If you are experiencing a feeling of foreboding today it may not be attributed to the state of affairs in the world or to the noise on the internet but rather because this is the Ides of March.

This inauspicious date harks back to high school English class and the study of Shakespeare’s “Julius Caesar,” for this was the day of the ruler’s brutal murder and a seer’s unheeded warning, "Beware the Ides of March.”

According to Shakespeare, Caesar dismissed the admonition, and upon encountering him again the morning of March 15, observed, “The Ides of March have come.” But the seer replied, “Aye, Caesar; but they have not gone.”

The end of Caesar’s reign in 44 B.C. marked a turning point in Roman history. A civil war ensued and eventually the brutal Caesar Augustus came to power, turning the republic into a dynasty. So what would have happened if Caesar had believed the warning and stayed away from Pompey’s Theater that day? We will never know.

According to the Roman calendar, the ides marked the middle of the month, either the 15th or the 13th, depending on which month. The first day of the month was called kalends, the word from which calendar is derived. It was only after the murder of Julius Caesar that March 15, the Ides of March, took on such a dark connotation.

This day is just one — and not on a par with Friday the 13th — of the many superstitious beliefs that through the ages have affected people's behavior. The late Paul Mortensen, a prominent Mormon thinker, theorized that superstitions are a survival instinct, an attempt by humans to distill the facts they gather into predictions for the future. Stephanie Pappas wrote for "NBC News" that, “When our brains can’t explain something, we make stuff up.”

Could be, but it is also true that perception can easily become reality. The Stress Management Center and Phobia Institute in North Carolina estimates that some 17 million people fear Friday the 13th.

Many of the most commonly held superstitions have some connection with religious beliefs. Crossing fingers to bring good luck may have its origins in early Christianity when one believer would cross his fingers to show support for the wish of another. Knocking on wood to assure the continuation of good fortune can be traced to the wooden cross of Christ or perhaps to the ancient belief that good spirits resided in trees.

Breaking a mirror is said to bring seven years of bad luck, possibly a connection to the belief that mirrors reflect more than an image, but a piece of the soul as well. It was once a practice to cover mirrors in the home where someone died so that the person’s soul would not be trapped inside.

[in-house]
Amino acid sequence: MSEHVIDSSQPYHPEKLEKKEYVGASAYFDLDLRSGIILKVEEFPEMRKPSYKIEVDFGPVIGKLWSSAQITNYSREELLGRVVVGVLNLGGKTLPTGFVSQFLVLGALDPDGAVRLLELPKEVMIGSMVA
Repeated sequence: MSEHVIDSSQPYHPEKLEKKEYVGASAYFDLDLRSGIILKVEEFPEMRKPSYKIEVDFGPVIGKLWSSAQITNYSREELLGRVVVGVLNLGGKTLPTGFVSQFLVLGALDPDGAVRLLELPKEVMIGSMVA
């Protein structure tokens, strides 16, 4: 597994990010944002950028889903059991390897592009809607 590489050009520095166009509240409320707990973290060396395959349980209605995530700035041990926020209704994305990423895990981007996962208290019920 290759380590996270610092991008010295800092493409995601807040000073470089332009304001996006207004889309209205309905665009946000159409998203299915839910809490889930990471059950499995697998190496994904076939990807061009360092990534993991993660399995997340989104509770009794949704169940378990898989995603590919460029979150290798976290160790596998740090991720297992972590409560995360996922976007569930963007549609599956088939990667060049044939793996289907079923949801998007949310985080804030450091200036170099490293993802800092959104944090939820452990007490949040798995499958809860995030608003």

And who among us has not worn a particular pair of socks or T-shirt to watch our favorite sports teams, hoping the repeated practice would assure a victory?

The vast majority of these superstitions are harmless, bringing little more than a feeling of participating in a shared experience with others following the same procedure. Few people truly believe that picking up a penny will bring them good luck, but what can it hurt? The problem comes when superstitions guide actions in opposition to established truths.

It also can be counterproductive to ignore proven facts in deference to a superstition. Passing up an opportunity, or even worse, an emergency medical procedure, on Friday the 13th could cost a person the chance at a better life, even life itself.

Superstitions can give people the sense that they are in control of results when that is not the case, when it would be advisable to concentrate on careful study and hard work to achieve a better outcome. In an age when information of all sorts is available at the click of a mouse, it can be difficult to determine what demands action, what can be verified and what should be dismissed as a falsehood. Instead, people tend to fall back on a practice that is comforting, like knocking on wood in the hope that things will turn out all right.

Superstitions in themselves are not inherently bad. Broken mirrors make a mess that must be cleaned up and it can be risky to walk under a ladder. But letting them rule a person’s life is a fool’s errand. In this age of polarization, when disparate groups hold to different “truths,” it can be tempting to discount facts that prove otherwise.

Still, it is a fact that Friday the 13th comes twice this year, in September and December. Be forewarned.

Kathy Silverberg is a former publisher of the Herald-Tribune’s southern editions. Email: kathy.silverberg@comcast.net. Twitter: @kdsilver